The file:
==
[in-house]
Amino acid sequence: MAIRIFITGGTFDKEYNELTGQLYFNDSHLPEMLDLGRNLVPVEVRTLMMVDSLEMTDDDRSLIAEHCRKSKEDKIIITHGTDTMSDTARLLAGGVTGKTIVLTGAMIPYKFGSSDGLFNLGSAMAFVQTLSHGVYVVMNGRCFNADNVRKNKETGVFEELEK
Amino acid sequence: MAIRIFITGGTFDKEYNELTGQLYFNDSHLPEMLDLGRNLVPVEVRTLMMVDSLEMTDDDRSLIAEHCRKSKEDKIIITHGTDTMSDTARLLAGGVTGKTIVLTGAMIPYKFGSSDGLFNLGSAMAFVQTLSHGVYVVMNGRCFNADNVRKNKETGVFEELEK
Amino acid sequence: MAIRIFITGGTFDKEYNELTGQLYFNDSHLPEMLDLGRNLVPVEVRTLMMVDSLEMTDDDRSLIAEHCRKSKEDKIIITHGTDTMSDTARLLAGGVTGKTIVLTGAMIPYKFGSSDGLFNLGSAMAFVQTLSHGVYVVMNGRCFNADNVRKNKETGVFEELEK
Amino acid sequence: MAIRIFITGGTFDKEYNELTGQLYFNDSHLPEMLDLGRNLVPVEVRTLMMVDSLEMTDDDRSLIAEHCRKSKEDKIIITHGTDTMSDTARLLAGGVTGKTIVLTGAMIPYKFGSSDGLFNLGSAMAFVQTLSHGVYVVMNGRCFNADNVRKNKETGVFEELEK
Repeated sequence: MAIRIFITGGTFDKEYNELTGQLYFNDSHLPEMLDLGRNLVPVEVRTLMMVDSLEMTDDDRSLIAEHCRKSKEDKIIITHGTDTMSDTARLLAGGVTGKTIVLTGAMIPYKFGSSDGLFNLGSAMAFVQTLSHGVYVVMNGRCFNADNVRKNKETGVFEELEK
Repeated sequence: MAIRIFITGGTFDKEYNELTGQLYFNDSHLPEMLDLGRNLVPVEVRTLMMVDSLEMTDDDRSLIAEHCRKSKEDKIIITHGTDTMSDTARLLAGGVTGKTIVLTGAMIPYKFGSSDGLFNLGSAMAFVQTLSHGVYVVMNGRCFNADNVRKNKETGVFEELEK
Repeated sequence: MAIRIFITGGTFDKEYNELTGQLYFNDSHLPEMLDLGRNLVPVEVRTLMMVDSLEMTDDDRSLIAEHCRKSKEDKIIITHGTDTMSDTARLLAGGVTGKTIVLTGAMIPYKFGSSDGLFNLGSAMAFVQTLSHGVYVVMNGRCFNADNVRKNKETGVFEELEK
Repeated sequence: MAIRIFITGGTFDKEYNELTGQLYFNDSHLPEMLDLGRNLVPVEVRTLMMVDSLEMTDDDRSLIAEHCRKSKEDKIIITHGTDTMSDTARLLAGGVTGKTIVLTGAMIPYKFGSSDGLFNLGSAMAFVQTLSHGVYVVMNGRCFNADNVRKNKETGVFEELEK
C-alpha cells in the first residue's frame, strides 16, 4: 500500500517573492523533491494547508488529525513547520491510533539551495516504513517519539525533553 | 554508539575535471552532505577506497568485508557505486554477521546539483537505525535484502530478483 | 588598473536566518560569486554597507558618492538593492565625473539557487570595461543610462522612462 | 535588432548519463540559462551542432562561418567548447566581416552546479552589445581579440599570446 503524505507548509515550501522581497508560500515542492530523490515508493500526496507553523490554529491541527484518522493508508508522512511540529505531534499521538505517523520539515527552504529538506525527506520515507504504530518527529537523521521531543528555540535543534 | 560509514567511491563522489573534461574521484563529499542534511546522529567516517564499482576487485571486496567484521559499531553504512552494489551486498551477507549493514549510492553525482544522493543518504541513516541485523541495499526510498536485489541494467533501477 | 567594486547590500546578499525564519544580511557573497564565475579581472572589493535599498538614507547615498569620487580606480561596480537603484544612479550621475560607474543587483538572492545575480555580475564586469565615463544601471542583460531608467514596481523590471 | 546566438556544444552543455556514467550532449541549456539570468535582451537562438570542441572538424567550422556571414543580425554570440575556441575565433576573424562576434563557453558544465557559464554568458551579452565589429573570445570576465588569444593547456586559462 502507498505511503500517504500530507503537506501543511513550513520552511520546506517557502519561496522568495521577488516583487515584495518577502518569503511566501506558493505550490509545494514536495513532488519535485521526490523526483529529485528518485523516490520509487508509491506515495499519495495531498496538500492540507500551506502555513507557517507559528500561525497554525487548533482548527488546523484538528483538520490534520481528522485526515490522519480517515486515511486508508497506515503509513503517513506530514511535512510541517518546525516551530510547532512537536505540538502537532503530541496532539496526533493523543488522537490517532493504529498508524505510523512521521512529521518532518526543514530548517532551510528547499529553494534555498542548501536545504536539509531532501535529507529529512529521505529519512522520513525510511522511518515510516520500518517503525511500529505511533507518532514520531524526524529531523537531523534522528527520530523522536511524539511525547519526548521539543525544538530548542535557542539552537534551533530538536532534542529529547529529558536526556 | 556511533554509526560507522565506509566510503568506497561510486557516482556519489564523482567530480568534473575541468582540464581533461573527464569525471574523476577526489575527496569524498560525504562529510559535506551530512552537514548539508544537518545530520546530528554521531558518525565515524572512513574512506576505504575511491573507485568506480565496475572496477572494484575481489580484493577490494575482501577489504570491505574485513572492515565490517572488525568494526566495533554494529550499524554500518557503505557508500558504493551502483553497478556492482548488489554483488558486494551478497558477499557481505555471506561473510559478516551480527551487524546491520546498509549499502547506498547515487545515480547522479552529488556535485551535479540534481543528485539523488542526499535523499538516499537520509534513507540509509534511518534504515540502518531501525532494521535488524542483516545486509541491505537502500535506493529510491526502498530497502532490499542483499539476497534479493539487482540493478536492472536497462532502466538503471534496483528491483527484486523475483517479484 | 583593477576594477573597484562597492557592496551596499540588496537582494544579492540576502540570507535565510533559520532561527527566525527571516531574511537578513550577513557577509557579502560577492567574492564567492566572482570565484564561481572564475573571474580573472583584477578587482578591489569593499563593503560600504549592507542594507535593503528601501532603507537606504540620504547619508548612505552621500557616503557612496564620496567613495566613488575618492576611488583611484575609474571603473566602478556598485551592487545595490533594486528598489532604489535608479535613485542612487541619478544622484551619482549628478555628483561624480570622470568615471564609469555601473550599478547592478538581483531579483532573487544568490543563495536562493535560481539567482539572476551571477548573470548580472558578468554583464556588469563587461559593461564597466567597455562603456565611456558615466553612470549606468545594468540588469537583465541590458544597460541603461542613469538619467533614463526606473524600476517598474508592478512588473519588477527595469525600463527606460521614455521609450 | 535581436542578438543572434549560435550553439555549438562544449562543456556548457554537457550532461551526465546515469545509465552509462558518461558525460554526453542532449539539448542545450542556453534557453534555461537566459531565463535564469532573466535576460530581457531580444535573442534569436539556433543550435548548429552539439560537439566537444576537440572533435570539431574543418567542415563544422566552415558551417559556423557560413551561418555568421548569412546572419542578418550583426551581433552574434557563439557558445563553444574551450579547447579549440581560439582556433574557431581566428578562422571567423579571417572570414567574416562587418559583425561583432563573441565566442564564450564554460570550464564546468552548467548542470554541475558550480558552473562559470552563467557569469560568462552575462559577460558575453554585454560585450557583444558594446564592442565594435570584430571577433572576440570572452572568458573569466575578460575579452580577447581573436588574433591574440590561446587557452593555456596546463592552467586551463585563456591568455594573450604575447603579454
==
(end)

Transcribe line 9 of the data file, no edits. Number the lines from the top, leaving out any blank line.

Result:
Repeated sequence: MAIRIFITGGTFDKEYNELTGQLYFNDSHLPEMLDLGRNLVPVEVRTLMMVDSLEMTDDDRSLIAEHCRKSKEDKIIITHGTDTMSDTARLLAGGVTGKTIVLTGAMIPYKFGSSDGLFNLGSAMAFVQTLSHGVYVVMNGRCFNADNVRKNKETGVFEELEK